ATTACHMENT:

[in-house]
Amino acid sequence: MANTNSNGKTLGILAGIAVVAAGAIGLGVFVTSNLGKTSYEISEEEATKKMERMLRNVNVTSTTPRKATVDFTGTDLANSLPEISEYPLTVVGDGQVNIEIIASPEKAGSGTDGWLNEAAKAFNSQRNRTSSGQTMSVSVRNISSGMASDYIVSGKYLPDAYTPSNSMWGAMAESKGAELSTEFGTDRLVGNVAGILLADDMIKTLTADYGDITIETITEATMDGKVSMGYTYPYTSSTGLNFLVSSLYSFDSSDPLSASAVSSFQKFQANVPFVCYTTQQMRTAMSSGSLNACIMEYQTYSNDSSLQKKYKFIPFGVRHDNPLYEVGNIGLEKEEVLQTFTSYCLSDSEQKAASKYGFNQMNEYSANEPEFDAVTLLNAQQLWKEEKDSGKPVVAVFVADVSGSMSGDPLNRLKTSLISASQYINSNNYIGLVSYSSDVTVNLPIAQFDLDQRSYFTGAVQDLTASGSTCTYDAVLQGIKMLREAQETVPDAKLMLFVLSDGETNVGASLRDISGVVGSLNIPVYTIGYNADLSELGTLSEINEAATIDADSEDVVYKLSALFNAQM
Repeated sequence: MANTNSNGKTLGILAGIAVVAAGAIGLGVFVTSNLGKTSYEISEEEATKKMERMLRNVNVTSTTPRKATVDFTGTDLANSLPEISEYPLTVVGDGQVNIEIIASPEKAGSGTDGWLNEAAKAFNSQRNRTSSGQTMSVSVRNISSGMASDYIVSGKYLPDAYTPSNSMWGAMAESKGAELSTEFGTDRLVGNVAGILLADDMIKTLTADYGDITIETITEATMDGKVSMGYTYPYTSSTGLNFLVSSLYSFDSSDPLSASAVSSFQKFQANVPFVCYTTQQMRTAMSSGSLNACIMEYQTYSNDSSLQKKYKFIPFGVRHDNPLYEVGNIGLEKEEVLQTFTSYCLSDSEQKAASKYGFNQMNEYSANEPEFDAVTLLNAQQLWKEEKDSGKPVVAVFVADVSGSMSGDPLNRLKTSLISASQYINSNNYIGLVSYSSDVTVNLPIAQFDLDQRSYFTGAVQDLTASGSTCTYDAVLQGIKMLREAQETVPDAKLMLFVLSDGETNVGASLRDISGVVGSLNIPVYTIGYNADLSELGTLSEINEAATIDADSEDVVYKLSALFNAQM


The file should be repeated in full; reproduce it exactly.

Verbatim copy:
[in-house]
Amino acid sequence: MANTNSNGKTLGILAGIAVVAAGAIGLGVFVTSNLGKTSYEISEEEATKKMERMLRNVNVTSTTPRKATVDFTGTDLANSLPEISEYPLTVVGDGQVNIEIIASPEKAGSGTDGWLNEAAKAFNSQRNRTSSGQTMSVSVRNISSGMASDYIVSGKYLPDAYTPSNSMWGAMAESKGAELSTEFGTDRLVGNVAGILLADDMIKTLTADYGDITIETITEATMDGKVSMGYTYPYTSSTGLNFLVSSLYSFDSSDPLSASAVSSFQKFQANVPFVCYTTQQMRTAMSSGSLNACIMEYQTYSNDSSLQKKYKFIPFGVRHDNPLYEVGNIGLEKEEVLQTFTSYCLSDSEQKAASKYGFNQMNEYSANEPEFDAVTLLNAQQLWKEEKDSGKPVVAVFVADVSGSMSGDPLNRLKTSLISASQYINSNNYIGLVSYSSDVTVNLPIAQFDLDQRSYFTGAVQDLTASGSTCTYDAVLQGIKMLREAQETVPDAKLMLFVLSDGETNVGASLRDISGVVGSLNIPVYTIGYNADLSELGTLSEINEAATIDADSEDVVYKLSALFNAQM
Repeated sequence: MANTNSNGKTLGILAGIAVVAAGAIGLGVFVTSNLGKTSYEISEEEATKKMERMLRNVNVTSTTPRKATVDFTGTDLANSLPEISEYPLTVVGDGQVNIEIIASPEKAGSGTDGWLNEAAKAFNSQRNRTSSGQTMSVSVRNISSGMASDYIVSGKYLPDAYTPSNSMWGAMAESKGAELSTEFGTDRLVGNVAGILLADDMIKTLTADYGDITIETITEATMDGKVSMGYTYPYTSSTGLNFLVSSLYSFDSSDPLSASAVSSFQKFQANVPFVCYTTQQMRTAMSSGSLNACIMEYQTYSNDSSLQKKYKFIPFGVRHDNPLYEVGNIGLEKEEVLQTFTSYCLSDSEQKAASKYGFNQMNEYSANEPEFDAVTLLNAQQLWKEEKDSGKPVVAVFVADVSGSMSGDPLNRLKTSLISASQYINSNNYIGLVSYSSDVTVNLPIAQFDLDQRSYFTGAVQDLTASGSTCTYDAVLQGIKMLREAQETVPDAKLMLFVLSDGETNVGASLRDISGVVGSLNIPVYTIGYNADLSELGTLSEINEAATIDADSEDVVYKLSALFNAQM